Resulted in over $11 million dollars worth of marijuana being sold according to several media outlets. I’m not sure where that number is being pulled from, but regardless of how close to the exact dollar amount the figure is, I think that we can all agree that Oregon medical marijuana dispensaries sold A LOT of recreational flower since sales started on October 1st. I read an article on the Oregon Cannabis Connection website that did a great job of highlighting calls from activists for using this new found source of revenue to help low income Oregon Medical Marijuana Program (OMMP) patients. Below is an excerpt from that article, via the Oregon Cannabis Connection:
A few years ago the Oregon Health Authority fees for the medical program increased by double, they stopped offering reduced fees to qualifying low income patients, and even added additional fees like a “change of grower” fee. Now that the state will likely have a massive surplus of tax revenue from the recreational market, the opportunity to remove the onerous fee structure they placed on patients is apparent, but patient advocates aren’t holding their breaths.
Anthony Tayor of Compassionate Oregon, one of the states leading patient advocacy groups, explained to OCC, “Prior to the start of early adult sales we advocated for dispensaries to set aside some of the revenue recreational sales generate to subsidize patient costs.”
“It would be wonderful if the legislature could come up with a scenario that would do just that,” Taylor added. “Unfortunately they are awfully fond of the extra revenue being generated by patients to advance such a plan.”
Clinics that have seen the higher fees the past few years understand what the patients experience. And, considering that adult sales would have never happened without the medical marijuana program, Keith McCann, the Executive Director of Compassion Center in Eugene, explained, “I believe the success of the medical program is what got this cannabis movement going here in Oregon.”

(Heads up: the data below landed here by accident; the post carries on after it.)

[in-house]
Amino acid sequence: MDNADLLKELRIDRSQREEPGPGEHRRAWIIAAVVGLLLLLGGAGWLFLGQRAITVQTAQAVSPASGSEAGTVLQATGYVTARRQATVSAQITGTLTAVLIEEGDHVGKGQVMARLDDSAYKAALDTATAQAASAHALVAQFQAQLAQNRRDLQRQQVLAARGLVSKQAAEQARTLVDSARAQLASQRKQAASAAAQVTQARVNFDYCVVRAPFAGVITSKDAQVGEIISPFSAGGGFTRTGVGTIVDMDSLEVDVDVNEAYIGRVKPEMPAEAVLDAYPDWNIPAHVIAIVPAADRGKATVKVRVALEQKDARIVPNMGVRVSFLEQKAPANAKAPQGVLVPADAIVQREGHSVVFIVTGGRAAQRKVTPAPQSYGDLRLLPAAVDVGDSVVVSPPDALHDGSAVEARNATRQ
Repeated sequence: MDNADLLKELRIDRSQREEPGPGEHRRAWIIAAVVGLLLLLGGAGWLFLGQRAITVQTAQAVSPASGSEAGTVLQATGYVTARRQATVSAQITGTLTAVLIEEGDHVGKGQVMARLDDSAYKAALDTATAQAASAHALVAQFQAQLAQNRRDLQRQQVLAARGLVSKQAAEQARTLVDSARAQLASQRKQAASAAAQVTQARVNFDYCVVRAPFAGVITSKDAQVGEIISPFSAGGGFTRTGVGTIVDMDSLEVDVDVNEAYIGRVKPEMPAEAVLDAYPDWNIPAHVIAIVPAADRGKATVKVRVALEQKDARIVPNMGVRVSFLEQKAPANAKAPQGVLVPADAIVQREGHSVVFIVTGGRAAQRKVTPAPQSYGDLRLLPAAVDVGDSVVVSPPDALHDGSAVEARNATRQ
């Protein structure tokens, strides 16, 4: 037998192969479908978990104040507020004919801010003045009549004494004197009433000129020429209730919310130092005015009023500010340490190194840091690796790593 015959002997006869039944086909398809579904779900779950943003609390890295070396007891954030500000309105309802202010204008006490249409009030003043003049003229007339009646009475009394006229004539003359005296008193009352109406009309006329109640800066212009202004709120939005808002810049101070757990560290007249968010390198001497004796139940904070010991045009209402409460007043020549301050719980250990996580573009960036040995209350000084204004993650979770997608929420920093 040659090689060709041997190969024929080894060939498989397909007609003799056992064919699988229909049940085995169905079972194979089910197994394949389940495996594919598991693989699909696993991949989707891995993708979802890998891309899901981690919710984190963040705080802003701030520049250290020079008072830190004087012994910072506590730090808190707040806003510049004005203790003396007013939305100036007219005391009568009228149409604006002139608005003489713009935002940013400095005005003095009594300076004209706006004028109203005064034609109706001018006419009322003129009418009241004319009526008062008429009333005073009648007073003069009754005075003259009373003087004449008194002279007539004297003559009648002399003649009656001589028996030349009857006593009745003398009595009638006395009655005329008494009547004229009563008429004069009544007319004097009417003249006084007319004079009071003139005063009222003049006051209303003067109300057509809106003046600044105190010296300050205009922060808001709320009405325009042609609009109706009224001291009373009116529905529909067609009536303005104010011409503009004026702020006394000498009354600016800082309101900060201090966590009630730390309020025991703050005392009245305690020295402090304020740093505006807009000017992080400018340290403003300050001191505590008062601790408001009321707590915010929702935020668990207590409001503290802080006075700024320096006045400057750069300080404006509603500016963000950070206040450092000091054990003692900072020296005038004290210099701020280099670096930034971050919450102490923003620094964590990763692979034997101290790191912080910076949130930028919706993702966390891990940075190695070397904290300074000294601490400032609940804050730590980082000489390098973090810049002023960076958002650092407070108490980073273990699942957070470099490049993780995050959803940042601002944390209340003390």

“We need to relieve the patients from the burden and expense of entering in to the ommp,” McCann explained further. “I can’t see any other justified reason not to, and with 11 million in revenue, it would be shameful not to give back to the medical patient community by making it affordable to obtain or renew your card.”
Oregon’s Advisory Committee on Medical Marijuana, or ACMM, advises the Oregon Health Authority on the fee structure every year, and they have long thought the fees were too high.
“We have always believed that the standard fee of $200 was too high for this self-supporting program,” explained Cheryl Smith, Chair of the ACMM. “In light of all the new income that is expected to be forthcoming from adult use cannabis taxation, it seems even more timely to bring the fee down to a reasonable sum.”
I have always had a tremendous amount of respect and admiration for Anthony Taylor. He has worked very hard to represent the OMMP community at the Oregon State Capital in Salem, and I tip my hat to the work he has done, and the work he will do in the future. I hope that every dispensary in Oregon that sells recreational marijuana listens to what Anthony Taylor and others are saying. I used to be an OMMP patient, but was pushed out of the program when it became too expensive to afford, and there are patients out there that are much worse off than I am for sure, so I can only imagine how hard things are for them.
I know that Canna and the City in the Portland, Oregon area has already set up a ‘compassion fund’ for patients that are experiencing financial hardships. Imagine if every dispensary was doing that. I tip my hat to Canna and the City, and urge all readers to frequent their dispensary to show them how much you appreciate dispensaries that ‘get it.’ They are located at 3607 SW Corbett Ave, Portland, OR 97239 Contact your legislators and let them know that now that recreational marijuana sales are allowed in Oregon, that it’s time to revisit the OMMP’s fee amounts. If the Oregon Legislature made some necessary changes AND dispensaries set up compassion funds, I think that it would help virtually every patient that is experiencing financial hardships. With so much money flying around right now, there’s simply no excuse to not make it happen. We can do this Oregon, let’s show some compassion!